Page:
“I snapped. I tried to kill myself. I ended up in a coma and then went to the psych ward. I have been out for only a week. I’m back at work. I’m freshly diagnosed as Bipolar I. I’m on new meds I don’t think are helping. Of course, I had to move out and I’m living a very lonely life. I do not feel stable and I cry for hours every night. The loneliness is killing me. I have psychiatric follow-up and intend to do what I can to survive and thrive.

“My former boyfriend is now making noises about wanting to be ‘friends with benefits’ with me once I am ‘well again,’ which sounds more like he wants a self-supporting mistress that he can come and have sex with and then leave at will. I still love him but I realize this is a gross affront to my worth as a human being. I just don’t trust myself to say ‘no.’ Counselling may help but I still don’t trust myself to make good, healthy decisions. Everything I do blows up in my face.

“Any advice?”

We humans are shockingly prone to bad ideas, ideas that escalate to terrible decisions, and then metastasize into actions that undermine, damage, or even ruin our lives and futures. We’d all like to think that we’re a lot better off than the letter-writer above, and most of us probably are (if not nearly so self-aware), but vanishingly few of us have a consistently good track record of decision-making and none of us is as good as we think we are. Even when we’re on the straight and narrow path to success, we are prone to wander. None of us is unbroken, unscathed, or unhurt.

The idea that we act in our own rational self-interest with any degree of regularity is, quite obviously, ludicrous and is falsified every single day by our choices and our lives. Worst of all, we readily recognize such self-destructive behavior in others – such as the above correspondent – but consistently and tragically lack the ability to see it in ourselves.

We can’t seem to help it.

The ever-practical Abraham Lincoln asked, “It is not ‘can any of us imagine better?’ but, ‘can we all do better?’”

I say we can. In fact, we are getting better, a little better all the time.

With the right outlook, approach, and effort, we can expand upon that success. Continue reading

Birthday Luck

I had been fitfully and uncomfortably sleeping, dreaming of a small dog licking my leg and stealing my snack. I awoke to find an escaped boxer with a cute face avoiding my eyes and licking her lips. Once the flight attendant found her rightful owner, who was not nearly as embarrassed as she should have been, I reassess my situation.

Fredonia House

My Childhood Home

I’m still more than an hour behind schedule and said to be losing even more ground on account of intense headwinds. I’m still scrunched into a long metal tube with the seat-back in front of me compressing my kneecaps into my hips while hurtling cross-country, still several hours from arrival home in San Diego. I’m still tired from lots of planes and being away from home for too long. I’m not in the most conducive spot I can imagine for counting my blessings.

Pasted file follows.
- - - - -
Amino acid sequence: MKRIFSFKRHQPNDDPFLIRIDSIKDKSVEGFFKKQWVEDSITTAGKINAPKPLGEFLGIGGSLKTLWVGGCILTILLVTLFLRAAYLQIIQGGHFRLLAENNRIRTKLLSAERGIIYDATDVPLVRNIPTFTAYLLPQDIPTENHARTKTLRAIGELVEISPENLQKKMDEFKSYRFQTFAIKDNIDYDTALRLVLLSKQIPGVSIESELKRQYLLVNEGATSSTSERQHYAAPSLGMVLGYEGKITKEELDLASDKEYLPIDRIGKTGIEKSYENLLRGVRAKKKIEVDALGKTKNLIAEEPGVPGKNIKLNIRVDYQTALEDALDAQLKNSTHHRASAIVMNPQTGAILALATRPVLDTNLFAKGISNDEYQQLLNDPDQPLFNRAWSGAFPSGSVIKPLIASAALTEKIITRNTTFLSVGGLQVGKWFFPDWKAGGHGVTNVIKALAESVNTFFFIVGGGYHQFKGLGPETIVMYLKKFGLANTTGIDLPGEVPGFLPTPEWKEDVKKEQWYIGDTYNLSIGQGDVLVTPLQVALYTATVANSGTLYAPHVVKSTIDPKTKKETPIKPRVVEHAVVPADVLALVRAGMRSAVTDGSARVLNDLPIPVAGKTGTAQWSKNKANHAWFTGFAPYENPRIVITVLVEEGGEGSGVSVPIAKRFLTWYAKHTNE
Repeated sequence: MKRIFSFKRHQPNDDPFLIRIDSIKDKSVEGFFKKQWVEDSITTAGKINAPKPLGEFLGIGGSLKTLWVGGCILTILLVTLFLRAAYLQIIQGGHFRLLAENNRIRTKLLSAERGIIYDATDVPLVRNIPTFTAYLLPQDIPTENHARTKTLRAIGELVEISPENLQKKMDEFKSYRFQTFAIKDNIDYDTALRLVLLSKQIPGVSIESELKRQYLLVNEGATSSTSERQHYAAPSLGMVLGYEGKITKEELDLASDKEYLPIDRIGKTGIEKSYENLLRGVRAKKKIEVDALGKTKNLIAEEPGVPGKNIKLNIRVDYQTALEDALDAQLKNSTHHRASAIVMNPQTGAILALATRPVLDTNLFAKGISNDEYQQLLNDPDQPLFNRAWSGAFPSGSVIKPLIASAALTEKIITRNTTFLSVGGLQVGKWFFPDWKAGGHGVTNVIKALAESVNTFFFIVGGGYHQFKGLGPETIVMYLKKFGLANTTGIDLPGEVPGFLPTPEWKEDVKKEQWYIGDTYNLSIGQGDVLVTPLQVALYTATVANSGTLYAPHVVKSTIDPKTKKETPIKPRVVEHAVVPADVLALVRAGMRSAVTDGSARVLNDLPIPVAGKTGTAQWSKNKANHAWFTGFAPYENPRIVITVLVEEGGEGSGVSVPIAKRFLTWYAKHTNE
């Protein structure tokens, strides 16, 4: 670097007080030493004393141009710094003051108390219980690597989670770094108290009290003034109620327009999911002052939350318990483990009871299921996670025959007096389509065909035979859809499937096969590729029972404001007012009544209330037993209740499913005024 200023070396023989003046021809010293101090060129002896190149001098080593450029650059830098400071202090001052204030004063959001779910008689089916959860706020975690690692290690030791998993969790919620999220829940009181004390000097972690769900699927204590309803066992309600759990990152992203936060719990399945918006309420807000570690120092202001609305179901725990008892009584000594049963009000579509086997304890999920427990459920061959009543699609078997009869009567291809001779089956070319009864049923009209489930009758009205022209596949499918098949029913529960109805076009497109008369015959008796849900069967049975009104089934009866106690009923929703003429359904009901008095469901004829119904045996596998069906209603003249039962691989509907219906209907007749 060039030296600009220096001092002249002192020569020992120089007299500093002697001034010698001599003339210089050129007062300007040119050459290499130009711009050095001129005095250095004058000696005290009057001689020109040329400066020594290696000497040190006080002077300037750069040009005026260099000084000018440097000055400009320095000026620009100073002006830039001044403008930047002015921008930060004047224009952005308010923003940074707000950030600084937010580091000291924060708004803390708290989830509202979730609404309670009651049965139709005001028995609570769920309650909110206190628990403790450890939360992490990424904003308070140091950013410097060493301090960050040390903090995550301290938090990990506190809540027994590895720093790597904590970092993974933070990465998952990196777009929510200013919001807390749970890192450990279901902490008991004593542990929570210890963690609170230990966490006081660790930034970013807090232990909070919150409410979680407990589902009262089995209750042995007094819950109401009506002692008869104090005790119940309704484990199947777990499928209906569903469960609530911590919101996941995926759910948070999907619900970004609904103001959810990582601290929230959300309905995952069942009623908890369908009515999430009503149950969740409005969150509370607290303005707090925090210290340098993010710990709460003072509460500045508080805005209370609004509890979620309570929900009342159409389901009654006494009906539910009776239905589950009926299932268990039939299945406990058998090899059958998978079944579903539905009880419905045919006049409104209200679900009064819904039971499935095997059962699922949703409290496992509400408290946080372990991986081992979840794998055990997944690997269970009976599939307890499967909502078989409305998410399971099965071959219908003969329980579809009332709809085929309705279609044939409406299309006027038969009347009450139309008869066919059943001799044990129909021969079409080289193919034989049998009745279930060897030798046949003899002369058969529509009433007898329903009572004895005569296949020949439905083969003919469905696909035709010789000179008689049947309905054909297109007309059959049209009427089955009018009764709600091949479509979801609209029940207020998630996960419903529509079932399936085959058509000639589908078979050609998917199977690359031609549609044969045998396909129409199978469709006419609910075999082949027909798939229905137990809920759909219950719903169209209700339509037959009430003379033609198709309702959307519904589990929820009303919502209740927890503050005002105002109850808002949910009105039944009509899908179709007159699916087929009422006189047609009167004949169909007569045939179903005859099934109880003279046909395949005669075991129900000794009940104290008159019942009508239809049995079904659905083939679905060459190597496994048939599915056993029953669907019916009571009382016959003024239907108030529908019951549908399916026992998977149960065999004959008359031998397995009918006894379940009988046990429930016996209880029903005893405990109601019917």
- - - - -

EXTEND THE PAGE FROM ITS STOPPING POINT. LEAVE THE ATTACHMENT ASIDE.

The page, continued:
But count them I shall, as part of this birthday reflection. “Birthday luck” describes a nuclear explosion of luck that is supposed to happen inside you on that day, giving you the ability to do anything. I don’t really have birthday luck, of course, but my luck is so good that it’s hard to tell the difference.  Continue reading

First-Rate Intelligence

I was introduced to behavioral finance by the classic “Gorillas in Our Midst” experiment. You have almost surely seen it. If not, have a look.

When I first saw the video, like roughly half of viewers busy counting passes, I never saw the gorilla and was dumbfounded by what I had missed. In his book, Thinking, Fast and Slow, the Nobel laureate Daniel Kahneman highlights this experiment and argues that it reveals that humans are “blind to the obvious, and that we also are blind to our blindness.” Some use this experiment, among others, to claim that we’re generally hopeless.

In that context, the arrogant moniker we have given ourselves – homo sapiens (Latin: wise man) – seems ironic at best. Traditional economic theory insists that we humans are rational actors making rational decisions amidst uncertainty in order to maximize our marginal utility. Yet the idea that we’re essentially rational creatures is a myth, and a very seductive one at that, especially as and when we relate the concept to ourselves. We tend to think that we’re almost superhuman in our ability to invoke reason to our advantage.

Biased

Despite our bluster about alleged rationality, we are biased through and through. There is an exceedingly long list of cognitive and behavioral biases to which we are prone that make it difficult for us to reason effectively. Here’s just one example from an exceedingly long list. Continue reading

Go for It

Based upon irrefutable mathematics, football teams should be much more aggressive on 4th down – they punt and kick field goals far too often. As far back as 2002, University of California Berkeley economist David Romer expressed his hope that coaches would begin maximizing their odds of victory when the related data became more widely available.

As if.

Football Outsiders introduced an Aggressiveness Index back in Pro Football Prospectus 2006. Over the years, the index has consistently found that “no NFL coach is as aggressive as the data suggests he should be.” Simply put, teams and coaches “don’t maximize.” Continue reading